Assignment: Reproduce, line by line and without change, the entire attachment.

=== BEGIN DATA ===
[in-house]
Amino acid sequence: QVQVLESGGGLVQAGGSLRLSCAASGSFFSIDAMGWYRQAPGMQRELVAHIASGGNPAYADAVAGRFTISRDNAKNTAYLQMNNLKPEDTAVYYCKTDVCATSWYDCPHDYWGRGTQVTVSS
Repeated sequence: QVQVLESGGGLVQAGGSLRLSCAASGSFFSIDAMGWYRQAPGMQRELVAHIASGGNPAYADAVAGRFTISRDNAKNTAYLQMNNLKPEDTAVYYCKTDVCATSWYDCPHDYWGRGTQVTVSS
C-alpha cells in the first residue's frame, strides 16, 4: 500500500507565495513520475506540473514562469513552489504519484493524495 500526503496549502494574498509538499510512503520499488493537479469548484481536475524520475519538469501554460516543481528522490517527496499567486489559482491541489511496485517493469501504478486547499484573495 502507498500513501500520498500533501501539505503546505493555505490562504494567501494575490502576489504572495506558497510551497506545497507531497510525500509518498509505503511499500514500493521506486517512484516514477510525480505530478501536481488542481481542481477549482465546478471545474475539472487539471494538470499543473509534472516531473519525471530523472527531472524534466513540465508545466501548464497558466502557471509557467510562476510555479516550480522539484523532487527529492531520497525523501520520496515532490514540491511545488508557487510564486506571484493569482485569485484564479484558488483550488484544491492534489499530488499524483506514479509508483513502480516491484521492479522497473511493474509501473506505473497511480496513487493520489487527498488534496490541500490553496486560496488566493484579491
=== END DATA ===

[in-house]
Amino acid sequence: QVQVLESGGGLVQAGGSLRLSCAASGSFFSIDAMGWYRQAPGMQRELVAHIASGGNPAYADAVAGRFTISRDNAKNTAYLQMNNLKPEDTAVYYCKTDVCATSWYDCPHDYWGRGTQVTVSS
Repeated sequence: QVQVLESGGGLVQAGGSLRLSCAASGSFFSIDAMGWYRQAPGMQRELVAHIASGGNPAYADAVAGRFTISRDNAKNTAYLQMNNLKPEDTAVYYCKTDVCATSWYDCPHDYWGRGTQVTVSS
C-alpha cells in the first residue's frame, strides 16, 4: 500500500507565495513520475506540473514562469513552489504519484493524495 500526503496549502494574498509538499510512503520499488493537479469548484481536475524520475519538469501554460516543481528522490517527496499567486489559482491541489511496485517493469501504478486547499484573495 502507498500513501500520498500533501501539505503546505493555505490562504494567501494575490502576489504572495506558497510551497506545497507531497510525500509518498509505503511499500514500493521506486517512484516514477510525480505530478501536481488542481481542481477549482465546478471545474475539472487539471494538470499543473509534472516531473519525471530523472527531472524534466513540465508545466501548464497558466502557471509557467510562476510555479516550480522539484523532487527529492531520497525523501520520496515532490514540491511545488508557487510564486506571484493569482485569485484564479484558488483550488484544491492534489499530488499524483506514479509508483513502480516491484521492479522497473511493474509501473506505473497511480496513487493520489487527498488534496490541500490553496486560496488566493484579491